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Diagnosis day: When life as I knew it was upended

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There are two dates that really changed my life - autism diagnosis days. It wasn't that I didn't already know, but those dates made it official and started my journey to a new life.

You’d think it would be birthdays or anniversaries, but no. These dates upended my life as I knew it.

There is no guide to autism. When I left the neurologist's office the first time, they handed me a packet with numbers to call for waitlists and schools, and another packet with the comorbidities of autism with an ending that cheerfully read, “one day, your child can live in a group home!”

So, you either get determined and research, or you pretend it’s not happening. It's easy to pretend it's not happening in the beginning: How far behind can a 2-year-old really be? Unless you have have filled out the intensive speech, language, sensory, medical, fine motor, gross motor, and psychological evaluations, you have no clue how wrong pretending it's not happening can be. That gap gets noticeably wider as they age until there is no denying it anymore.


So, you learn all of the acronyms and laws protecting your children - medically and educationally. You research and find the craziest “cures” until you realize that this is who they are and there’s no “cure” for being them. The saddest part is that the very first things you see when you start researching are crazy diets, dangerous supplements, bleach "cures," chelation therapy - because surely, your child wasn't just born the way they are.

Until you keep looking and find a community of moms like you, therapists and educators who actually care, and autistic adults willing to educate you. You learn a sensory diet has nothing to do with what they eat. That language is more than just spoken words. New terms like neurotribes, neurotypical, and neurodiverse. You study everything your child does and wonder why it’s happening. You read it all and ask your support community questions to try and figure it all out. When your child cannot express what they think and feel, you search for any way to understand - sometimes you figure it out, other times you may never know, and that is so difficult to accept as a mom. How can you possibly make things better for them when you don't know what exactly is wrong?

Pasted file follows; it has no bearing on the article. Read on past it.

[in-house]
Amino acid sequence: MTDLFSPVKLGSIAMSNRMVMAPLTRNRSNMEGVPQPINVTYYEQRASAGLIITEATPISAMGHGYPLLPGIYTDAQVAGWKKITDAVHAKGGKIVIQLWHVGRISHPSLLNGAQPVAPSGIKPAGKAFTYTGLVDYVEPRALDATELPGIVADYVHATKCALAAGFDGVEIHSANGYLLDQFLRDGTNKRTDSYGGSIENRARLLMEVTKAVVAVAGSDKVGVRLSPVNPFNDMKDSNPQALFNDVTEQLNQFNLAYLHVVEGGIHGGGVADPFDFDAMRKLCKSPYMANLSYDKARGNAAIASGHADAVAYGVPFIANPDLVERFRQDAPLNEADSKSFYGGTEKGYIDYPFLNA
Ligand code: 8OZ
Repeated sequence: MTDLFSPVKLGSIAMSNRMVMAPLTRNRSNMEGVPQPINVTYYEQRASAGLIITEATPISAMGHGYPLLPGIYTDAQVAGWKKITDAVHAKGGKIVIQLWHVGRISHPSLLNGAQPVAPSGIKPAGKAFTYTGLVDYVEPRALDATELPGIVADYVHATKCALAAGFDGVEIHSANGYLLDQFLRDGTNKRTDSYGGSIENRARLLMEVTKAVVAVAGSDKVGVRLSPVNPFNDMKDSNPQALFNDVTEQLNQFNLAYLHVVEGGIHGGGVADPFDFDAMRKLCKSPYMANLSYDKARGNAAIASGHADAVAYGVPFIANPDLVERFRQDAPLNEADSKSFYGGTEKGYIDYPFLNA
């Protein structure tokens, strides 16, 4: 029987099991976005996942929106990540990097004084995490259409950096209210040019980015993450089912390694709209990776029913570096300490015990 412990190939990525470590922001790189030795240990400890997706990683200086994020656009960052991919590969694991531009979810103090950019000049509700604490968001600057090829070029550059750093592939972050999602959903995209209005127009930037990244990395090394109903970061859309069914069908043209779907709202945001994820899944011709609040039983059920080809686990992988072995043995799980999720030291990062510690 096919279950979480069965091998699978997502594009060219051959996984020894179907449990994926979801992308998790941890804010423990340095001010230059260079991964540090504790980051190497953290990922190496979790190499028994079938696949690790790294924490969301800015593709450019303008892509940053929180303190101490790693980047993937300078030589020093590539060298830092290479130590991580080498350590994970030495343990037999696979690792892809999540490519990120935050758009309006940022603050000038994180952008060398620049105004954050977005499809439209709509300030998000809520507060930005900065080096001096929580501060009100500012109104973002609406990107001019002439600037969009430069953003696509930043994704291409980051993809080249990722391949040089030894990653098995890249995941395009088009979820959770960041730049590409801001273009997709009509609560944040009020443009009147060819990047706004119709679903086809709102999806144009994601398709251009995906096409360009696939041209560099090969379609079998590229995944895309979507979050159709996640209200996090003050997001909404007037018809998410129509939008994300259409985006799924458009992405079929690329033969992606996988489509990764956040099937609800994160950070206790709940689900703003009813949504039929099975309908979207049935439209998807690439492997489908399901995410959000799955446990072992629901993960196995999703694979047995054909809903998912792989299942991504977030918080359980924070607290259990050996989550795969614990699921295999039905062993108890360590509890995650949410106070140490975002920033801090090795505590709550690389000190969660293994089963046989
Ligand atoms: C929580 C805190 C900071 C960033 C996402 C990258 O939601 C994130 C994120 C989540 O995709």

There are choices to be made when God throws a curveball. You can choose to pretend it's not happening, or you can find the courage to do what your child needs you to do. Build a community around them and yourself of people who understand and don't judge, people who love unconditionally and not for what they think your kids will end up like in the future, people who truly want to understand, help, and learn.

They want acceptance, and that's what they deserve.

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